Getting on the UK Property Ladder

Thoughts from Alanna…

My boyfriend is a proud new homeowner!! Now I have dreams of pulling wallpaper and painting baseboards!

Let’s rewind.

For months we’ve been looking at properties online, each of us responsible for certain sites (and there’s tons). We used Your Move, Right Move, Zoopla, Kent Homes and Ward and Partners. A lot of these sites have houses all over the UK, but we found they were the best for houses in Kent as well. They also show rentals if you’re not looking to buy. Helpful!

I’ve found that homes or rental properties go fast in England and you really need to act quickly. Our plan of attack was looking at new properties every night and contacting the agents right away if we wanted a viewing.

What totally surprised me were prices. Holy crap. As you can imagine, buying a decent family home in London is unbelievably expensive. Somewhat similar to Toronto but even smaller and more outrageous (example: a fourth floor one bedroom flat less than 500 sq ft near London Bridge tube station is selling at £485,000 which is nearly $900,000 Canadian). However, since London is getting more and more unreasonable, more people are moving to Kent in order to commute into the city, making the houses even more desirable.Homes

My next surprise was the differences in housing. We’re talking smaller, older homes built in tight with each other. First I had to get used to the lingo:

  • A fully detached house is rare (free-standing, not touching another house)
  • Semi-detached house (stuck against one other house, which is what my boyfriend bought)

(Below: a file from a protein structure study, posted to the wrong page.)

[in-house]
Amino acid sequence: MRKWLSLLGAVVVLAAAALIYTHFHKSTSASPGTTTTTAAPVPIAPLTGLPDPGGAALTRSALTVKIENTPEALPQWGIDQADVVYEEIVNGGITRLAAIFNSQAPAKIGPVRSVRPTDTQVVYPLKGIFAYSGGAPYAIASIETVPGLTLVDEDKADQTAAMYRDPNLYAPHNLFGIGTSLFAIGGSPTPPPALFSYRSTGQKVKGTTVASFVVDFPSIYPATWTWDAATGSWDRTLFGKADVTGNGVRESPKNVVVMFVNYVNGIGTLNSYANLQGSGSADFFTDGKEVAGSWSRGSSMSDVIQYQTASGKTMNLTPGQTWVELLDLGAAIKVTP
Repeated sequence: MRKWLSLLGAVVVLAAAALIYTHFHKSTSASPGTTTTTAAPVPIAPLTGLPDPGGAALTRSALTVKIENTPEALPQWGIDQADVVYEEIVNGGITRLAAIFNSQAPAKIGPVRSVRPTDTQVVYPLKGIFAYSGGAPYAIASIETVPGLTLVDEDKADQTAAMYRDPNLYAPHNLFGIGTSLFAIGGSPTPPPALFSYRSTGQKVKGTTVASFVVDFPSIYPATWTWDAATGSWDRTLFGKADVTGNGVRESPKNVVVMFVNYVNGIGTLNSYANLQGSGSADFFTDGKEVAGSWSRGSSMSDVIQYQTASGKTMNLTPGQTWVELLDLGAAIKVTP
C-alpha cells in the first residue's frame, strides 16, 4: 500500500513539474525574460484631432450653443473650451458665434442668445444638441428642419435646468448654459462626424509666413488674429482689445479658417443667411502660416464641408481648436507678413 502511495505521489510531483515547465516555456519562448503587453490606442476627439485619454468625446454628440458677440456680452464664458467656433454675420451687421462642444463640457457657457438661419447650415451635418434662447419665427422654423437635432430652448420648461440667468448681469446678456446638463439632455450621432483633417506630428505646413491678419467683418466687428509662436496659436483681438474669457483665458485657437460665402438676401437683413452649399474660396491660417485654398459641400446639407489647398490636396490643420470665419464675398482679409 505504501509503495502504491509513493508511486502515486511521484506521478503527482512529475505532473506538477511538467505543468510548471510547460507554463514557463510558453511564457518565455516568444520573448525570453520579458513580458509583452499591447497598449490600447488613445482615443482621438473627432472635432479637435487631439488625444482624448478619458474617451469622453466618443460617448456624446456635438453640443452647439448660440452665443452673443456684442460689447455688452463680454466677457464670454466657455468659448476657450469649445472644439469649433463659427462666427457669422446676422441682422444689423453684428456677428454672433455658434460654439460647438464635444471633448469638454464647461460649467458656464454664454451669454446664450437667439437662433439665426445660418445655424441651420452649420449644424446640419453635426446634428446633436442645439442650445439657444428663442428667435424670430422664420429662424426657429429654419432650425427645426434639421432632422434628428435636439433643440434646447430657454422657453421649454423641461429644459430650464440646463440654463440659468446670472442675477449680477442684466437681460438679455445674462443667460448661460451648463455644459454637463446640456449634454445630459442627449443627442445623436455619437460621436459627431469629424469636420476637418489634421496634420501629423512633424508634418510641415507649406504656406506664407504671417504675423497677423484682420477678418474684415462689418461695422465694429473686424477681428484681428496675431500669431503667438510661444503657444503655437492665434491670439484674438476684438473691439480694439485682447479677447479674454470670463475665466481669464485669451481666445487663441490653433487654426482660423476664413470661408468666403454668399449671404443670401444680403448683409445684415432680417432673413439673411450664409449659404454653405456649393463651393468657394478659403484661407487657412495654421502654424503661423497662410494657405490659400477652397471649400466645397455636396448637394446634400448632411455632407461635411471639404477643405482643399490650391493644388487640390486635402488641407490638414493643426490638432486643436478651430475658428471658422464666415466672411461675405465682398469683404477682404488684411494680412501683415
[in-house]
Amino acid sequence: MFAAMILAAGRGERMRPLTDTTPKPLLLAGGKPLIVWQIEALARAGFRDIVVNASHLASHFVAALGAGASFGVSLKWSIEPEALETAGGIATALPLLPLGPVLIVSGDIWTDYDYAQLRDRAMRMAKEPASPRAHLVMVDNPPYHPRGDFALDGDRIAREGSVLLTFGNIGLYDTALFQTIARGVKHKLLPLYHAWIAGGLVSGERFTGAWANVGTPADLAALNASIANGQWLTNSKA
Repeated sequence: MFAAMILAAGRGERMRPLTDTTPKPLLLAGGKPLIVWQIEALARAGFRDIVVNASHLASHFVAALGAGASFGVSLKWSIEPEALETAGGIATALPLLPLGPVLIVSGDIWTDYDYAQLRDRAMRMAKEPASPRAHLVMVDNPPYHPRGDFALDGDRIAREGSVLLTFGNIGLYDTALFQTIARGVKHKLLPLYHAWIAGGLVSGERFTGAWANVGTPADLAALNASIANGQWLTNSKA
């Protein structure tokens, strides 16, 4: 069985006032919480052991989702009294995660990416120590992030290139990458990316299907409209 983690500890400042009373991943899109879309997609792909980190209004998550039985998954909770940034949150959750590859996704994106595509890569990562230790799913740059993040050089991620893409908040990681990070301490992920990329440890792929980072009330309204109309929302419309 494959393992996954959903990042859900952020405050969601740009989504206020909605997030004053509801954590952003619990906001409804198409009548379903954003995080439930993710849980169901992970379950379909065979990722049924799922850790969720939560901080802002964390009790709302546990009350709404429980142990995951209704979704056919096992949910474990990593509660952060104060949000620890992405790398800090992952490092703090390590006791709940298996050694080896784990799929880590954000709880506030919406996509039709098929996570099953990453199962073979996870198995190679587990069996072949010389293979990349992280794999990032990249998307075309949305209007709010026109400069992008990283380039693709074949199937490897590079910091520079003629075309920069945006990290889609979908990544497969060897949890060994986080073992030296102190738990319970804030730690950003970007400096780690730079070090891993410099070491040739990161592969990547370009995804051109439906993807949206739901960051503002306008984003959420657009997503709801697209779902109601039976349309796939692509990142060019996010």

• Terrace house (a townhouse that’s attached to a bunch of other houses in a row)
  • Flat (an apartment, usually only 1 floor)

Once you decide what kind of house you’re after, it’s so much easier to narrow down your online searches.

A major requirement for my boyfriend was having off-road parking which is basically a silly way of saying a driveway! Driveways are not always a common thing in the UK. Since so many homes are semi-detached or terraced, there’s not always room for a driveway so many go without, being forced to park on the street (or if you’re unlucky, down the road). Even if the house does have a “drive” as he says, they’re usually really short and can only fit one car rather than the big Canadian suburban driveways I’m used to, fitting multiple cars, a basketball net and room for driveway chalk drawings.

When you start seeing more and more properties (whether to buy or rent) you can’t compare it with what you know back home. It’s not the same. You just need to do your research, understand what you’re looking for and go with the flow.

Side notes:

  • People seem to love conservatories here. I’ve never seen so many in my life.
  • Do not expect closets. The entire house may only have one which ends up being the towels/linens/toiletries closet instead.
  • There’s no electrical outlets in bathrooms, so you’ll need to find some other place to blow-dry your hair!
  • I’ve yet to see a screened-in window, even on second or third storeys. I guess if you’re dumb enough to fall out a window, it’s natural selection.
  • Don’t expect air-conditioning. The country as a whole doesn’t really need it.
  • We have a palm tree on our front lawn. This is not the first palm tree I’ve seen here. Where are they coming from??
  • Instead of having a basement (you won’t here!) you’ll probably have an attic which the English call a loft. They’re usually big enough to stand up and walk around and some even convert it to another floor of the house.
  • Fridges seem so small here! So tiny! So sweet!

It’ll still be a few weeks before we get the keys, but if anyone wants to peel wallpaper, I will repay you with pints.


Baby fridge